I tipped my hat to the Creator, gave thanks for the splendor of it all, and decided to stroll about before heading in for my morning ration of boiled oatmeal. Ravishin' Robbie had spent last afternoon and evening touching up her gardens and everything looks lovely. First stop the wild looking patch next to Kessy's bedroom just bursting with color from Brown Eyed Susans, Lilies and Daisies. A brief pause at the back porch steps to say good morning to Mrs. Phoebe who settled on our porch light as the most perfect spot for her second nest of the summer. Any day now tiny peeps will be peering over the nest edge.

Saturday, Miss Kitty and Tigger trailed along single file as I moseyed to our campfire area where Robbie has 2 tranquil shade gardens. I must admit to not knowing all the plant varieties there, but the border of Coleus is brilliantly red and orange.

Off we trekked to the front of the house where Robbie's vegetable garden fence is sporting the greenery and brilliant reds of Cardinal Climber. If you've never planted this delightful climbing plant, do yourself, and your Hummingbirds a favor, and plant some, the flowers are tiny cups of velvet red. The interior of the vegetable garden is looking great too, but I'm a flower kind of guy, and since this year Robbie decided to forgo the Marigold boarders, well it's boring to me.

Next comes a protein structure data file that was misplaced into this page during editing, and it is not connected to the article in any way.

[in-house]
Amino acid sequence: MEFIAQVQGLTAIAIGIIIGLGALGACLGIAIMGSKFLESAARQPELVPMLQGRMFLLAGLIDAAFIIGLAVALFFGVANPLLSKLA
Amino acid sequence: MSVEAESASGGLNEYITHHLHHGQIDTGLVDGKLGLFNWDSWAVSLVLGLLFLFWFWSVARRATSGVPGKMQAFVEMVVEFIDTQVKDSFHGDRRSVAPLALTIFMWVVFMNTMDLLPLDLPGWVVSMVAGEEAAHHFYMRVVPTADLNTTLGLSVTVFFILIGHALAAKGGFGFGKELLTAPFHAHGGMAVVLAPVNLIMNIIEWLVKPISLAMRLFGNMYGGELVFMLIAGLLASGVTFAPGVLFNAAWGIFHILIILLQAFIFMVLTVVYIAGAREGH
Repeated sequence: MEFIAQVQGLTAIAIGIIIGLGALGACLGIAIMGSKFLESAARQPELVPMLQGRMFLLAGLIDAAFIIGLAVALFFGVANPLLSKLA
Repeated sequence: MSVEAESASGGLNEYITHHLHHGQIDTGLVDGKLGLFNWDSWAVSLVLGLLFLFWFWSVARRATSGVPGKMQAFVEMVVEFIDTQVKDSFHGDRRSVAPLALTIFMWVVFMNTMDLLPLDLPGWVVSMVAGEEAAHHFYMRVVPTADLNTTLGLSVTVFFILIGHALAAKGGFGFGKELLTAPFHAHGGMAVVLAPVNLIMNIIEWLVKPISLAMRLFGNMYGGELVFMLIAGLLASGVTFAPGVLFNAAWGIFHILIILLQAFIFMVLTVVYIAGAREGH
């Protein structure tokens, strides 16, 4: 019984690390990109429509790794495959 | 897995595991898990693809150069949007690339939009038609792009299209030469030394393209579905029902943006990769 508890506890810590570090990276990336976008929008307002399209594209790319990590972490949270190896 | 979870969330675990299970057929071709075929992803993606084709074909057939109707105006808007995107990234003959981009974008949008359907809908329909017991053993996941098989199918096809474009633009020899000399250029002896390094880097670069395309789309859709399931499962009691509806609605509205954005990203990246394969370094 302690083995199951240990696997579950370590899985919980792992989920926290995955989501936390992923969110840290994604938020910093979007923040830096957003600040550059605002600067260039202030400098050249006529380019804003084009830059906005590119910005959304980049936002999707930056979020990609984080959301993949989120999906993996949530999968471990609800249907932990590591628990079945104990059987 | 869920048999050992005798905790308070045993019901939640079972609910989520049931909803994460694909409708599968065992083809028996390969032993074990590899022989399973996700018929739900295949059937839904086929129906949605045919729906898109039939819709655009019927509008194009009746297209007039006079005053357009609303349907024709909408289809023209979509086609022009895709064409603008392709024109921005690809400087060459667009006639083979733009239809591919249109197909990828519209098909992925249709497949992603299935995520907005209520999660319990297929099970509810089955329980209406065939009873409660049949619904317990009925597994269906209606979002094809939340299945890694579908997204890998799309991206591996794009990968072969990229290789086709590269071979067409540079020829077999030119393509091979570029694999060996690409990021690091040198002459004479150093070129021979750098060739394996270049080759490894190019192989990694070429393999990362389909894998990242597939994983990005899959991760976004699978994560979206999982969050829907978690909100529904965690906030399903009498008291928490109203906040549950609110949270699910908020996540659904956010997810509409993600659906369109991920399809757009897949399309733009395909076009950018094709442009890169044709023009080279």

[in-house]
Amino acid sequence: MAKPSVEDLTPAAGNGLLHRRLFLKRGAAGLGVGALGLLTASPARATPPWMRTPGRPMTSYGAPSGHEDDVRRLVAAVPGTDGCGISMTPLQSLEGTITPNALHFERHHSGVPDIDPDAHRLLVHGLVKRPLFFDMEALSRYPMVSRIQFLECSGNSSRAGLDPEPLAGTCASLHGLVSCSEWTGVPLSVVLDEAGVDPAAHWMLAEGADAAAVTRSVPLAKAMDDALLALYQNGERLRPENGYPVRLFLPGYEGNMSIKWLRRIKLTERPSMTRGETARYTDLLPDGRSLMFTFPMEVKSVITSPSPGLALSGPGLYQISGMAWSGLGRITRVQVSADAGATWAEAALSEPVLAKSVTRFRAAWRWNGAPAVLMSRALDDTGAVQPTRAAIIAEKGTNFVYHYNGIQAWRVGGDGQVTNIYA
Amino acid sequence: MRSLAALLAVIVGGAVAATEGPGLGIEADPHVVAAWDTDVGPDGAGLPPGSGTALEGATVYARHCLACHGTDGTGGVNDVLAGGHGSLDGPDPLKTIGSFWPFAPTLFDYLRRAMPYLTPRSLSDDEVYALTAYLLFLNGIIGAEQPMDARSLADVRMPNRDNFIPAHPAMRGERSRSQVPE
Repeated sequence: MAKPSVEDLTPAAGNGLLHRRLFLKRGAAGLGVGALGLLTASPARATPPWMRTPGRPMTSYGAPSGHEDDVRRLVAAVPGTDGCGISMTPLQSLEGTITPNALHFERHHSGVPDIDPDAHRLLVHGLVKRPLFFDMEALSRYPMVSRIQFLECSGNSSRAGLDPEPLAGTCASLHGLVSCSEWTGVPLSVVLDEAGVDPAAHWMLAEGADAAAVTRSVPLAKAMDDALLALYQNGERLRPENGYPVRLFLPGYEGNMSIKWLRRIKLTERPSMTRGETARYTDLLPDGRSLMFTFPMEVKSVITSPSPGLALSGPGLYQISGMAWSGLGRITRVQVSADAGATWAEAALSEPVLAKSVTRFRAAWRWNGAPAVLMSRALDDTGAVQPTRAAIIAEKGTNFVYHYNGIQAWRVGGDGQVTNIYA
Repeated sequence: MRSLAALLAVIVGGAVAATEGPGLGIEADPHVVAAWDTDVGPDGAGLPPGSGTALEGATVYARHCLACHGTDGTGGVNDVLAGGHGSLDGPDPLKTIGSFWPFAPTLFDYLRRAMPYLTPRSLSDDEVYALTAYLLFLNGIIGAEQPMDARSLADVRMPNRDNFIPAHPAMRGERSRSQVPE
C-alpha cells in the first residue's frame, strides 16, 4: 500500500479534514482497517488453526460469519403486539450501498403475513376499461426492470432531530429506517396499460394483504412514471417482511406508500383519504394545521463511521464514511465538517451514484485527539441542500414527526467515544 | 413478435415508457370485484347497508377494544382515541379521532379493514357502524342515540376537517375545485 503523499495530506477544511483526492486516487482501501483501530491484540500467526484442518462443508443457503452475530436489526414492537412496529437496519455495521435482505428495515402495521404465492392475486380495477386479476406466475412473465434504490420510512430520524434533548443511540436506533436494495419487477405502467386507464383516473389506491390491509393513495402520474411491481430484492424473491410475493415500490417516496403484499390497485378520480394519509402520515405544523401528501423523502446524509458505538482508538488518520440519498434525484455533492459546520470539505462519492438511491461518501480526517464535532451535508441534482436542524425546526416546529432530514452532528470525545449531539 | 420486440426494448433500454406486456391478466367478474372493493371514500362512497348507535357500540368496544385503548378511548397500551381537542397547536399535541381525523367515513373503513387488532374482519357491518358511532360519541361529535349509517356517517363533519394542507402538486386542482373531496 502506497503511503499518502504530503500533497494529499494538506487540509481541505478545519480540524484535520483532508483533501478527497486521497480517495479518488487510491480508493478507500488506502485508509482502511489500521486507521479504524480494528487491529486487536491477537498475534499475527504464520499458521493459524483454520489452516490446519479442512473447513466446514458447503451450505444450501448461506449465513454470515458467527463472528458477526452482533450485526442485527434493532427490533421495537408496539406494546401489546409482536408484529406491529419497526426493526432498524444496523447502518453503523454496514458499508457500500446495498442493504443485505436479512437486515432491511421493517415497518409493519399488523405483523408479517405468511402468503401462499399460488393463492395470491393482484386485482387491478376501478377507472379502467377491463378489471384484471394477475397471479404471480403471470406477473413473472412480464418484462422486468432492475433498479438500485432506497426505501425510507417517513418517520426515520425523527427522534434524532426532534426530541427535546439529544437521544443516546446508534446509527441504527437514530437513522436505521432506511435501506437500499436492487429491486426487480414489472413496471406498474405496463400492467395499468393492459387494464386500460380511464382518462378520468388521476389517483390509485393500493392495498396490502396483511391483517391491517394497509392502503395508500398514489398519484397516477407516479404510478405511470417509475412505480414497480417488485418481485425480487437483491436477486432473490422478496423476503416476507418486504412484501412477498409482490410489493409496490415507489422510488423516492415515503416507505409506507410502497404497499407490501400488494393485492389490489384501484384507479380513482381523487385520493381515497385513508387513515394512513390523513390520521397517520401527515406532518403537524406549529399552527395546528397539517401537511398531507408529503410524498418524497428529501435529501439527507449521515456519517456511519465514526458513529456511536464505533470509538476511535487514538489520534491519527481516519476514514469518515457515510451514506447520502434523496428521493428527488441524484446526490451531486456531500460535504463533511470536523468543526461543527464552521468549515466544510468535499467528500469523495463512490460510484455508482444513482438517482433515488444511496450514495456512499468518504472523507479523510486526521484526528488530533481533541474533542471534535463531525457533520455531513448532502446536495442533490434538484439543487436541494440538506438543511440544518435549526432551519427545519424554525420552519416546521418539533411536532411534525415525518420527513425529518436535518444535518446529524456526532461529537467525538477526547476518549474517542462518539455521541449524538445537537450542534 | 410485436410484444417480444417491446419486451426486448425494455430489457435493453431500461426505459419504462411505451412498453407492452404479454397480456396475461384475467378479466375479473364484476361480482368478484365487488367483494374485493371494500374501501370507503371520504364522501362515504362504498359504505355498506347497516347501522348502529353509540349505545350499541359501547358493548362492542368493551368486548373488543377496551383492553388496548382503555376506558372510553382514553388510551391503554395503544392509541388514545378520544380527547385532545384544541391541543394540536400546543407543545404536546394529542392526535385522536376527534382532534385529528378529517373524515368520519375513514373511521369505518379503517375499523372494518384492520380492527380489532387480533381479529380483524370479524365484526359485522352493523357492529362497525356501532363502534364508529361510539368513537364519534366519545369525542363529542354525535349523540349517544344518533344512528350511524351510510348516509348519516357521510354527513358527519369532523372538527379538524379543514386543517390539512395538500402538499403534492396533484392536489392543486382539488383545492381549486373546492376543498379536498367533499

Robbie's Herb Garden
Her Kitchen herb bed is jam-packed with all sorts of hearty, happy herbs, many of them blooming now too. Hummingbirds and butterflies love this garden and so many were there it looked like a convention! The Clary Sage has a  lovely light blue flower and the Yellow Swallowtails were loving it. I checked the Blue Bird nest there and it looks like they are starting their next nest, too!

Robbie's Flower Jungle
I lead our little troupe to the big flower jungle next. This is a big bed where 7 summers ago we had planted full of Zinnias and Cosmos. It was our first flower bed when we moved here. Each summer plants reseed themselves in it, and it's been expanding annually. The flowers are so thick it never requires weeding! This morning the Larkspur was in charge creating a dense bouquet of sky blue. The Cosmos are just beginning to open, and the Zinnias too, adding just the right touch of red, yellow and orange.

Thanks for joining the Coffee Clutch family on our morning tour. Hope you had fun!

Gitty Up ~ Dutch Henry